Retailers are integrating more consumer-facing technologies into the brick and mortar environment, thanks to integrated solutions provider HMY group.
It’s fair to say that the retail environment is a vastly different space to what it was a decade ago. For some retailers, the growth in e-commerce is a ‘death knell’ for the sector. For others, however, while online certainly presents a challenge, the traditional sector is uncovering new ways to fight back.
A New Approach
HMY Group, specialist providers of integrated solutions for brands and retailers, understands this challenge, and believes that retailers that choose to ‘reinvent’ their store formats in keeping with the needs of the digitally-connected consumer, can reap untold benefits.
Lorena Gómez Latorre, retail technology manager at HMY Group, says that while in years past, integrated technologies tended to be ‘pushed’ on retailers that didn’t understand their benefits, today, there is a definite ‘pull’ from operators that are looking for the tools to succeed.
“Retailers are starting to demand this sort of technology, and they are more aware,” she explains. “They are creating new departments to manage their digital technologies, and are looking for in-store solutions that can match their expectations. We can work closely with them on developing bespoke solutions for their business, and help them to connect their ‘offline’ channel with the growing ‘online’ presence of their customer base.”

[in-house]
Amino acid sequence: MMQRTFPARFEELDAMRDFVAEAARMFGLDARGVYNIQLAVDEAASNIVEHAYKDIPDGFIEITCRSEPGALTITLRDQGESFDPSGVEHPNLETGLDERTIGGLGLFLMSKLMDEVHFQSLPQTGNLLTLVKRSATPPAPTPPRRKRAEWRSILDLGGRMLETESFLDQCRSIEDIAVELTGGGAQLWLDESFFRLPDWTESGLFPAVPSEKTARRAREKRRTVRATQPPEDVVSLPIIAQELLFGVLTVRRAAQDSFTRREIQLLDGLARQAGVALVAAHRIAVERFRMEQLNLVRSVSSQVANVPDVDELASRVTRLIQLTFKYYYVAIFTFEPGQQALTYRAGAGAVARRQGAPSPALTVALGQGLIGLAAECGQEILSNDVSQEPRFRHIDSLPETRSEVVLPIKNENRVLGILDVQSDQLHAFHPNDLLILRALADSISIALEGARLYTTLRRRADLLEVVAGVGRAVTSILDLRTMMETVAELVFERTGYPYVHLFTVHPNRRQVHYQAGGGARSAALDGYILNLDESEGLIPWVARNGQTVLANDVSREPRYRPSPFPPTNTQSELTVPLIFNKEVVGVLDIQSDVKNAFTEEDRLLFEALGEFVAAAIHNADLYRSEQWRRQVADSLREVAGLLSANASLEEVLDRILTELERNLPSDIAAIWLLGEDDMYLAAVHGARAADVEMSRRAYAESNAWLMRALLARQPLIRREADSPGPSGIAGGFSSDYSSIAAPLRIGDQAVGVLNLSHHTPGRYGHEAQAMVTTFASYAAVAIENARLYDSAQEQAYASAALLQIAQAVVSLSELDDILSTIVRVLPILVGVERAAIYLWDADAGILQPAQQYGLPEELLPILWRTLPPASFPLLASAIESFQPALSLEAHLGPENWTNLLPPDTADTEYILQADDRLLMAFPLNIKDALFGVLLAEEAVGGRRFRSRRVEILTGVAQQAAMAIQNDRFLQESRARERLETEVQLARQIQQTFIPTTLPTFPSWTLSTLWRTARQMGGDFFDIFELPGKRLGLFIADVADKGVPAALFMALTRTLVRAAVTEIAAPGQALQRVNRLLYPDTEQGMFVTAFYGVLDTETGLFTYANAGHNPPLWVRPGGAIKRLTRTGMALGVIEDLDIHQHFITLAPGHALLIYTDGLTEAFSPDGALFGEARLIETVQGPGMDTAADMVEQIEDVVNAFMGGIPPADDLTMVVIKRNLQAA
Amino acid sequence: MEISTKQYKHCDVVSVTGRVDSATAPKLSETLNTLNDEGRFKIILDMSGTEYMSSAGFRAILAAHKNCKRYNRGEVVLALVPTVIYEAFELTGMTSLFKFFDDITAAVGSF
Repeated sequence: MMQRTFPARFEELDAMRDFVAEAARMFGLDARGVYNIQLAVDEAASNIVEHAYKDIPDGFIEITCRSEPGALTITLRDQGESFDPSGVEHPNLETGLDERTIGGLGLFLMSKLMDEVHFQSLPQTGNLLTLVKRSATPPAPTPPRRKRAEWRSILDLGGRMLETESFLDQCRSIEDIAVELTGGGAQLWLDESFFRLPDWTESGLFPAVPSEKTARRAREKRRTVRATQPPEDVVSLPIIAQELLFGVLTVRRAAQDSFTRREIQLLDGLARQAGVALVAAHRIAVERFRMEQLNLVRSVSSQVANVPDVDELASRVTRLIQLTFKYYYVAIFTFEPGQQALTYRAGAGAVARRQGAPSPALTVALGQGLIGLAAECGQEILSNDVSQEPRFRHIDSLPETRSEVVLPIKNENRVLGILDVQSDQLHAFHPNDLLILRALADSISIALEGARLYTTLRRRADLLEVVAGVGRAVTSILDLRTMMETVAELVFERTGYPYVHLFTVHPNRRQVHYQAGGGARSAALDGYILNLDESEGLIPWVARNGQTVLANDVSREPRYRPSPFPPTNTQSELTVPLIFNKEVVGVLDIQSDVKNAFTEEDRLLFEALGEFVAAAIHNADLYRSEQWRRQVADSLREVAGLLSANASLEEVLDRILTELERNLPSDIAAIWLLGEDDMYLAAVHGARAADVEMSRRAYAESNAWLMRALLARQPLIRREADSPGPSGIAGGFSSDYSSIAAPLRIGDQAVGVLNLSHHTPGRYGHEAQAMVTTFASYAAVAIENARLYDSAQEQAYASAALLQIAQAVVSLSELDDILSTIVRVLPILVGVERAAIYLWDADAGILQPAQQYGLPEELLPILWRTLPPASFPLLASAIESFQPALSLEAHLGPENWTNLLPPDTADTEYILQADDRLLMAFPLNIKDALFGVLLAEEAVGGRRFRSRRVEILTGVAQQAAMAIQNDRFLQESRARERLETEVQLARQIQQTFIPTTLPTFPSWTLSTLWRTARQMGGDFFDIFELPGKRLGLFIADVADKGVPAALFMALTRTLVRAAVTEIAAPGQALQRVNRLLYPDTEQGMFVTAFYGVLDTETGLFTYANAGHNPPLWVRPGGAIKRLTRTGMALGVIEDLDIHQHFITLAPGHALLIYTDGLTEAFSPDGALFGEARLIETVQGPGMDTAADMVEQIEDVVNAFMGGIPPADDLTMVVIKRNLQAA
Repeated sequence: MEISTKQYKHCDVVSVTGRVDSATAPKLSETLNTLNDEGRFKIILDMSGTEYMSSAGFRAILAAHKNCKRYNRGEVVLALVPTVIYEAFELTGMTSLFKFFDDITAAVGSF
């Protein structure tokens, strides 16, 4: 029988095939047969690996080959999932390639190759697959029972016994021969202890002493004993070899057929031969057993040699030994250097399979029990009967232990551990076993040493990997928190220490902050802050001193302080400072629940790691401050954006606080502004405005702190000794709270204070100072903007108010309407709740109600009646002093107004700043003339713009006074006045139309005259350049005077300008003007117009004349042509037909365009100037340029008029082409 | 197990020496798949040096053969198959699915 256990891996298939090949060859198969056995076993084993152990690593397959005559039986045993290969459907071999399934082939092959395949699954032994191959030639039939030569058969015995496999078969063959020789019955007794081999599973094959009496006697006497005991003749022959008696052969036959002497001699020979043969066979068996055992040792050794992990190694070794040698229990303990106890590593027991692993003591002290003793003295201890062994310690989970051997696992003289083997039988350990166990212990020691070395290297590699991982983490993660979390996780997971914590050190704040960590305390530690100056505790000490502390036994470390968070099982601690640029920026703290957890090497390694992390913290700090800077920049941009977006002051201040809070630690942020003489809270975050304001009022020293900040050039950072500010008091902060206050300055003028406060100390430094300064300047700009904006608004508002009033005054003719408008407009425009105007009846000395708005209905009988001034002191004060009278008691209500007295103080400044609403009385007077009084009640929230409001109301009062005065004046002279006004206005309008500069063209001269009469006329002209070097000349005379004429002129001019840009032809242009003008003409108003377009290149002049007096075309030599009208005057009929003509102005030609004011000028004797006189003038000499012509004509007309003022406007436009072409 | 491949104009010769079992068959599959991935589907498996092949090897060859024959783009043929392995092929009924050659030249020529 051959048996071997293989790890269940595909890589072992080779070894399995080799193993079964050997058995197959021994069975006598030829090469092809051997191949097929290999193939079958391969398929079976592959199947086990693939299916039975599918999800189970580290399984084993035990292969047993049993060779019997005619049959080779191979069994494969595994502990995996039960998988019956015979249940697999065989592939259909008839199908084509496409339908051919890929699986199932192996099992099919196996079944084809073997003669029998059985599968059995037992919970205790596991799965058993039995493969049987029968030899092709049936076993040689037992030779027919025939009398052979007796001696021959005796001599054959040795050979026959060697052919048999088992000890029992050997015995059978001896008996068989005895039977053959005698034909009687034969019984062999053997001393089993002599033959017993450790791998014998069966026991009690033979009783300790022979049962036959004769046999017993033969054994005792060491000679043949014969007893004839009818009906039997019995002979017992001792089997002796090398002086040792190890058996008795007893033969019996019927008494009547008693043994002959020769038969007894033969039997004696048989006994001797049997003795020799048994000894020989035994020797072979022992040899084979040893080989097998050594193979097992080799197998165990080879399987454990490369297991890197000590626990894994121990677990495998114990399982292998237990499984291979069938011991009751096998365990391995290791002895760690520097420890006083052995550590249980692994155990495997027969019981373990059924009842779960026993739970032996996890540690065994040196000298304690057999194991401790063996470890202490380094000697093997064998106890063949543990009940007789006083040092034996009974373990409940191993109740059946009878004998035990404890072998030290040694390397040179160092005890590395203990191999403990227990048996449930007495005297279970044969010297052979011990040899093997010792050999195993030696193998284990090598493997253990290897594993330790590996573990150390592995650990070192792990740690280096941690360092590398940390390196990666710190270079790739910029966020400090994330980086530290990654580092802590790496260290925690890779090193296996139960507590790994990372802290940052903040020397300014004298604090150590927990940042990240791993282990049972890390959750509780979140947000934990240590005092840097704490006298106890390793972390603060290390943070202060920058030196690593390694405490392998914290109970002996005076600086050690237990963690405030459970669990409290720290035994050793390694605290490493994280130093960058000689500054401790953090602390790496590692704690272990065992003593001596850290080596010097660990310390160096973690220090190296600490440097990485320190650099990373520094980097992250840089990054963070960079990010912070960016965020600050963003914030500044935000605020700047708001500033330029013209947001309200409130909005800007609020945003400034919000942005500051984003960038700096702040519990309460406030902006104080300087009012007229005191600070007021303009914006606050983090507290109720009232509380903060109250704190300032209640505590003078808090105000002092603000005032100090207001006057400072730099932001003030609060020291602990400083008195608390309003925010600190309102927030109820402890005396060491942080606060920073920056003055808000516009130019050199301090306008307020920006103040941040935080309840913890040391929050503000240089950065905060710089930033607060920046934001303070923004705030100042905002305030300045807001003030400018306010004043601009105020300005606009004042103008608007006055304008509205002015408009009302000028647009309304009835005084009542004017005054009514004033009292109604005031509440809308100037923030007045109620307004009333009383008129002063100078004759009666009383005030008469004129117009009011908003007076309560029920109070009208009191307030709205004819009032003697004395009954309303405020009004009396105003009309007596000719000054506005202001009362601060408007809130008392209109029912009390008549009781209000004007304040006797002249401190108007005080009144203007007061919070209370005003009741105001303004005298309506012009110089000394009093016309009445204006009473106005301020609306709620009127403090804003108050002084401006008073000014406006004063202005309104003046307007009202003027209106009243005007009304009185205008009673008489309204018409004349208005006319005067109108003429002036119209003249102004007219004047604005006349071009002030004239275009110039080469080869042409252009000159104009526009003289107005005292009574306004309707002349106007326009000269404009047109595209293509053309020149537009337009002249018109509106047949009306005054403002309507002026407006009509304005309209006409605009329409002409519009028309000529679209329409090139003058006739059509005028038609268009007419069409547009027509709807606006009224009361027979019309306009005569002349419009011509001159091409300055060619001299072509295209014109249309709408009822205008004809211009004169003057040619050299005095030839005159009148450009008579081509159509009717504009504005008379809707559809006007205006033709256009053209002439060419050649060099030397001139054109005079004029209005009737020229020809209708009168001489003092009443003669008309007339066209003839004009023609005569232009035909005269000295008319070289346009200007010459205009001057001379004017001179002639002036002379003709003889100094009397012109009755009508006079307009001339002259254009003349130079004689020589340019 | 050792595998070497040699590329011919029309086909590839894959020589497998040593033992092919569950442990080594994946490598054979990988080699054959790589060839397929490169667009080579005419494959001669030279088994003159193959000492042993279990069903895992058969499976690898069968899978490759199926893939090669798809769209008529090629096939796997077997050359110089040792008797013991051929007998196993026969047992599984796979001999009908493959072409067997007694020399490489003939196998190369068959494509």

According to Latorre, the rise of ‘Internet of Things’ (loT) technology has created an industry that is “alive, flexible and scalable” to any retailer’s needs. “You can connect, at any time, to any device, and collect data that assists with the running of your store. For example, ‘smart’ cameras that not only tell you how many people visited your store, but also their gender and age profile. Or, social media ‘walls’ that project reviews and customer feedback on products in real time. They can get the same level of information in-store that they would have online.”
Latorre believes that as the traditional retail sector becomes more accustomed to the benefits of integrated technology, so they will be able to take more ownership of their digital presence, and apply it constructively to their business: “We offer a service, and provide the platform, and we can also manage it on behalf of our clients. But often it is the retailer that applies the scalability and flexibility.”
HMY works closely with clients to ensure that each ‘phase’ of a particular development is right for them, and to get them to understand the benefits of a particular approach. “Once we start a project with a client, our work with them is really ‘alive’ ,” says Latorre. “Once we work out what the most-desired aspect is, we can build on that with new phases and new features, creating a solution that is constantly changing.”
This in turn has led HMY to work with clients on novel concepts for retailers that were looking to do something a bit different. “It’s a question of how ‘disruptive’ you want the technology to be,” Latorre explains. “For one client, we developed a
‘happiness measurer’, which told customers that the more they smiled, the more discounts they would be able to receive. Things like this make people come back to a store, as it offers an experience that you wouldn’t be able to replicate online.”
The only limit, it seems is a retailer’s imagination.
“Retailers are creating new departments to manage their digital technologies, and are looking f or in-store solutions that can match their expectations.”